EFF has a call out for prior art to help bust two broad patents:
The Patent Busting Project fights back against bogus patents by filing requests for reexamination against the worst offenders. We’ve successfully pushed the Patent and Trademark Office to reexamine patents held by Clear Channel and Test.com, and now we need your help to bust a few more.
A company called NeoMedia has a patent on reading an ‘index’ (e.g, a bar code) off a product, matching it with information in a database, and then connecting to a remote computer (e.g., a website). In other words, NeoMedia claims to have invented the basic concept of any technology that could, say, scan a product on a supermarket shelf and then connect you to a price-comparison website. To bust this overly broad patent, we need to find prior art that describes a product made before 1995 that might be something like a UPC scanner, but which also connects the user to a remote computer or database. Take a look at the description and please forward it to anyone you know who might have special knowledge in this area. You can submit your tips here.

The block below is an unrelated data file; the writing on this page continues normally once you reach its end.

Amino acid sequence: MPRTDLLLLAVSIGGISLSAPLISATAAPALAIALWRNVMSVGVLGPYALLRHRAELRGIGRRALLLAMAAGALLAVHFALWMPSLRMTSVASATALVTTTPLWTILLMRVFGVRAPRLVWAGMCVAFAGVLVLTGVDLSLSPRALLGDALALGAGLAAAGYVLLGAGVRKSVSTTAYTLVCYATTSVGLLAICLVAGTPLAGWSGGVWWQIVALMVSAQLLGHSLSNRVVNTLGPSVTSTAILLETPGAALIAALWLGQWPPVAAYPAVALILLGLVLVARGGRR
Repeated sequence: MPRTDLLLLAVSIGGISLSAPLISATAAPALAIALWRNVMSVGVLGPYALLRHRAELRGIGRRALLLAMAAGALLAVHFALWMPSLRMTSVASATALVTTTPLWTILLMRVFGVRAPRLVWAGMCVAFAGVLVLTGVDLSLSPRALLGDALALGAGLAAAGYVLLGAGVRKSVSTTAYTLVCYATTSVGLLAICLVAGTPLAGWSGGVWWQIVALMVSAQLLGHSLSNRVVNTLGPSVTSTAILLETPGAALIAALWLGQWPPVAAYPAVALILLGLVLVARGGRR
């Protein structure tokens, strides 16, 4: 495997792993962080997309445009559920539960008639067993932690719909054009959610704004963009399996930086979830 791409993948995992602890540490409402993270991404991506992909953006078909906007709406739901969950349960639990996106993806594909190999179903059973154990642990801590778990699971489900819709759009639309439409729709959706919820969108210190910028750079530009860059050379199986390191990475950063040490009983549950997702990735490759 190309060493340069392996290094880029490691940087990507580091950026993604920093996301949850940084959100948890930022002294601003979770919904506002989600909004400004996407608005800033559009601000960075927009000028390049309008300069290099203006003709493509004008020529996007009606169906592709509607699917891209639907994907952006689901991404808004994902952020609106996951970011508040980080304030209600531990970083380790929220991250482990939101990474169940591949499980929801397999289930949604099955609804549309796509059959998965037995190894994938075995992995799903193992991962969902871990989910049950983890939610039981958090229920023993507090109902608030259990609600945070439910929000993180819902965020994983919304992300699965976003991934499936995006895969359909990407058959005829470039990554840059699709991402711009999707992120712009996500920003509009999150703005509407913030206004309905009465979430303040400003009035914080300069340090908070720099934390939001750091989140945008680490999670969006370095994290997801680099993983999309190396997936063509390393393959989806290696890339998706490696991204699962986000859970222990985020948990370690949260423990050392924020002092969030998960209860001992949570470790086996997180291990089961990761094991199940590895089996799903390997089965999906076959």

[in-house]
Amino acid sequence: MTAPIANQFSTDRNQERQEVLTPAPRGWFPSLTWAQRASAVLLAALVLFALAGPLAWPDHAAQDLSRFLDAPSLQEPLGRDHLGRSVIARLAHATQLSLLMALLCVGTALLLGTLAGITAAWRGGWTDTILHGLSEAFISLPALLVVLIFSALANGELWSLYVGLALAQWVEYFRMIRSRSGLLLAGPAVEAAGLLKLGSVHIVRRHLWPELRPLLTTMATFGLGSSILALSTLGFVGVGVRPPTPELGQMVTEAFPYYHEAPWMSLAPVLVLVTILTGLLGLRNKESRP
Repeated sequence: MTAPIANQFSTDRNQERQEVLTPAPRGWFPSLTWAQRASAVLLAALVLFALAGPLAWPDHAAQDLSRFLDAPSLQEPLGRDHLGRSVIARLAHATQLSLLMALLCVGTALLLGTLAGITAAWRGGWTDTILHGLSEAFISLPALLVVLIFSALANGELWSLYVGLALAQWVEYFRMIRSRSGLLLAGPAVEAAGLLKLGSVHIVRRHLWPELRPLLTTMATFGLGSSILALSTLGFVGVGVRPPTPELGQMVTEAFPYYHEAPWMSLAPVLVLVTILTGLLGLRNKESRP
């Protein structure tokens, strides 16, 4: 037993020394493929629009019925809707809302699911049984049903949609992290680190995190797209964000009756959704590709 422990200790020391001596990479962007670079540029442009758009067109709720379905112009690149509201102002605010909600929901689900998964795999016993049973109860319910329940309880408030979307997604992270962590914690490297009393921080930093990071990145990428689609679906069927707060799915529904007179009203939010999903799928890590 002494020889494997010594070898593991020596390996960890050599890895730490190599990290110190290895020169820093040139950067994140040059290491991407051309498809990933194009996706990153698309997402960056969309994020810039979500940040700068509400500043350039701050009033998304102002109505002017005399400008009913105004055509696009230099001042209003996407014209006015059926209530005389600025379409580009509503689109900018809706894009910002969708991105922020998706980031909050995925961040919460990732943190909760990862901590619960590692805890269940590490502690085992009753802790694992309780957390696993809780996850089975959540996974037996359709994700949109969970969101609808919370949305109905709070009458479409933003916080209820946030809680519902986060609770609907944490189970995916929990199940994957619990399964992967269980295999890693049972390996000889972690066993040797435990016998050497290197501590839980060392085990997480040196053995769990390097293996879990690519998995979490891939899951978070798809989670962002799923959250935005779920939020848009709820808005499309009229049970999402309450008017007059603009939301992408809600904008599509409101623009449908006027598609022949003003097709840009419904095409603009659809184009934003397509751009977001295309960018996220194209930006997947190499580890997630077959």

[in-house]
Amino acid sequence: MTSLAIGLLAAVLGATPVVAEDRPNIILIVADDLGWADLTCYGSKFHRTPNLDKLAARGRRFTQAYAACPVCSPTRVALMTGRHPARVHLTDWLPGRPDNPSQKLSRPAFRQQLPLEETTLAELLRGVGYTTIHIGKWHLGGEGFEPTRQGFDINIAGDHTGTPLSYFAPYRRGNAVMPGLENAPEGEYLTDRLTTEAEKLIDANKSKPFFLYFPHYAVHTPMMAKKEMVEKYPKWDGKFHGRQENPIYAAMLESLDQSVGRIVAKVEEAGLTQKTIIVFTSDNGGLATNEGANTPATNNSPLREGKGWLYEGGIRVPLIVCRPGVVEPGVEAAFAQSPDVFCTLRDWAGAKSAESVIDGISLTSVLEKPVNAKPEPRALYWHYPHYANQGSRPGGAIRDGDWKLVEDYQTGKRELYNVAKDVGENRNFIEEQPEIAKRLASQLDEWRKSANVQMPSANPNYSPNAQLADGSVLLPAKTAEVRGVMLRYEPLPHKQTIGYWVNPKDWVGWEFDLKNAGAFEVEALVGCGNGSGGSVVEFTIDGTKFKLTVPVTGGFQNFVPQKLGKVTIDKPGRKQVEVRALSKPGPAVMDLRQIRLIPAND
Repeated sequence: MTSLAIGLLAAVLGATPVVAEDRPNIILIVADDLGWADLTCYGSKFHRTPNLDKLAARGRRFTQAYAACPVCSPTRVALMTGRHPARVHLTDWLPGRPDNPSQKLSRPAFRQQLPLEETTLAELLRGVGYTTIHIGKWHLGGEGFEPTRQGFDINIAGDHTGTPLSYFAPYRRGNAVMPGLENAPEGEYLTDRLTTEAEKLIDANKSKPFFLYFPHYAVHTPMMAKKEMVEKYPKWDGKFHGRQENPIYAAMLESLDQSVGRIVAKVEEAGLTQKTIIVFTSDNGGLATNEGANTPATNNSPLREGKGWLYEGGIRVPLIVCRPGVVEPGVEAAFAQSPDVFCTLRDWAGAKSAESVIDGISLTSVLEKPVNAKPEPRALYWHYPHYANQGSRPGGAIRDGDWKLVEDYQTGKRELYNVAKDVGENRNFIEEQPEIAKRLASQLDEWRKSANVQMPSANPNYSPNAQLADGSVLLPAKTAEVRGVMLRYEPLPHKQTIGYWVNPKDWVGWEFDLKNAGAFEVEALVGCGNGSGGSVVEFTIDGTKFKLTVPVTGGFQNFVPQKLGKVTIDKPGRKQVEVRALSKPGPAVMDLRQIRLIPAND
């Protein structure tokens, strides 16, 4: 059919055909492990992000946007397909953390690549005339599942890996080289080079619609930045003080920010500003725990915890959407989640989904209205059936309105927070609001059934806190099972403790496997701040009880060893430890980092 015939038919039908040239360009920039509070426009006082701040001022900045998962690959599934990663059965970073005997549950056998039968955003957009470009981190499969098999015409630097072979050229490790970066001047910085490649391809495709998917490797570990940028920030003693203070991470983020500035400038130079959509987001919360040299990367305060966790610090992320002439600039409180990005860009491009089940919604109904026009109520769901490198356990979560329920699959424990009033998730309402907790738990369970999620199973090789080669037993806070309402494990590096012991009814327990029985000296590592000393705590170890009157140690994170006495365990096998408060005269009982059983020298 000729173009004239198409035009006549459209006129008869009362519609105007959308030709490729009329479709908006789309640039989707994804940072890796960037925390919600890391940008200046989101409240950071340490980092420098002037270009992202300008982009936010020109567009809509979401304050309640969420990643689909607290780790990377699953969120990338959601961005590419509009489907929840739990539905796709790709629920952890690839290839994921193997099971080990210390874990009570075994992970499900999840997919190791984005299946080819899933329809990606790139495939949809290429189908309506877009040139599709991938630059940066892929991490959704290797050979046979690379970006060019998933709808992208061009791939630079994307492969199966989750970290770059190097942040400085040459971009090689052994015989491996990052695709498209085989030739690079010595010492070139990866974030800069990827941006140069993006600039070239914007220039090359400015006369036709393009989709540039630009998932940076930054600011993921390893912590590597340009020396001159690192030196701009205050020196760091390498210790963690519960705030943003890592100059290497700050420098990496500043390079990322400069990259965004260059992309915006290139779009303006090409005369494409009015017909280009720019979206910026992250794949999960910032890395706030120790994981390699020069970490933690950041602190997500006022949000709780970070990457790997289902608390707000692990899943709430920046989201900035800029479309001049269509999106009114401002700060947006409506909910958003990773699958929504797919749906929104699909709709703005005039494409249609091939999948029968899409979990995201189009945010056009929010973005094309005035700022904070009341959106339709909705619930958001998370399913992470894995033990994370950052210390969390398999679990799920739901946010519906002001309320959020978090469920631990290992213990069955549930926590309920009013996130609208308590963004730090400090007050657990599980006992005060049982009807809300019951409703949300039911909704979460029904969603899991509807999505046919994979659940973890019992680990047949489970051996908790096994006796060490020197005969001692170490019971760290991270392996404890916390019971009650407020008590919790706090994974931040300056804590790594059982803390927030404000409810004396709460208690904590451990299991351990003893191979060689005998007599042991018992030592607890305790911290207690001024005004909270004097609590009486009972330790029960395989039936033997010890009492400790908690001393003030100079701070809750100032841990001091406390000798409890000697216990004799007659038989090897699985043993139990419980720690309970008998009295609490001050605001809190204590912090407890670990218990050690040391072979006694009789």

Also in our sights is a patent on personalized subdomains from Ideaflood. For example, a student named Alice might have personalized URL ‘http://alice.university.edu/’ that redirects to a personal directory at ‘http://www.university.edu/~alice/.’ Ideaflood says that it has a patent on a key mechanism that makes this possible. We need prior art that describes such a method being used before 1999, specifically using DNS wildcards, html frames, and virtual hosting. Prior art systems might have existed in foreign ISPs, universities, or other ISPs with web-hosting services. You can submit tips here.“
I’ll betcha there’s prior art in the augmented reality field that reads on the first patent, either from Steve Feiner’s group at Columbia or maybe even the stuff we were playing with at the Media Lab. (I’ll go rooting around once I meet a different deadline I’m spending my evenings on…)